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Dictionary of Wisconsin History

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Term: Woodman, Cyrus 1814 - 1889

Definition:

lawyer, land agent, banker, lumberman, b. Buxton, Maine. He graduated from Bowdoin College (1836), read law, studied at Harvard, and in 1839 was admitted to the bar. In that year he became agent for the Boston and Western Land Co. with headquarters at Winslow, Ill., and held this position until 1843. In 1844 he moved to Mineral Point where he formed a partnership with C. C. Washburn (q.v.). The two concentrated on law, lumbering, and land speculation; they also purchased and operated the Helena shot tower and formed a conservative banking business in Mineral Point. After ending the partnership with Washburn in 1855, Woodman traveled in Europe with his wife and family, and in 1858 returned to manage his business affairs in Wisconsin. From 1862 to 1864 he superintended the Michigan pine lands owned by the St. Mary's Ship Canal Co., then retired to Cambridge, Mass. In 1869 he accepted a temporary position as vice-president of the Burlington and Missouri River R.R., directing construction of a line to Lincoln, Nebr. He then retired permanently to Cambridge, where he spent his time studying, collecting data, and writing on local history and genealogy. L. Gara, Westernized Yankee; Story of C. Woodman (Madison, 1956); C. Woodman, Woodmans of Buxton, Maine (Boston, 1874); C. Woodman Papers; WPA MS.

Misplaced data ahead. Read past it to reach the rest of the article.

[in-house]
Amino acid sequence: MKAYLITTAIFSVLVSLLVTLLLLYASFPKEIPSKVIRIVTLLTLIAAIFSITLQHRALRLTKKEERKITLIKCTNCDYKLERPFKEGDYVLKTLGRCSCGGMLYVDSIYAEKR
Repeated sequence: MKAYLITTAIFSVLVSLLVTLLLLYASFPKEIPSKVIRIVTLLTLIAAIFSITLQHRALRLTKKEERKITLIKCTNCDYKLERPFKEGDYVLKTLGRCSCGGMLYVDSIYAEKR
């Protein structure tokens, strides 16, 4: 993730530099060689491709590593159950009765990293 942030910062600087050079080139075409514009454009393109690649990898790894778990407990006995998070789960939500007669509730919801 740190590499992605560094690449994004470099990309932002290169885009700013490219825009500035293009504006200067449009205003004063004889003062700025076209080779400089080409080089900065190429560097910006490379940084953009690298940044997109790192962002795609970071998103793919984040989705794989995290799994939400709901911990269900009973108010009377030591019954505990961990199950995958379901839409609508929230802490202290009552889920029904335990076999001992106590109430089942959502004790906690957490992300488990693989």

The Wisconsin Historical Society has manuscripts related to this topic. See the catalog description of the Cyrus Woodman Papers for details.

View a related article at Wisconsin Magazine of History Archives.

[Source: Dictionary of Wisconsin biography]
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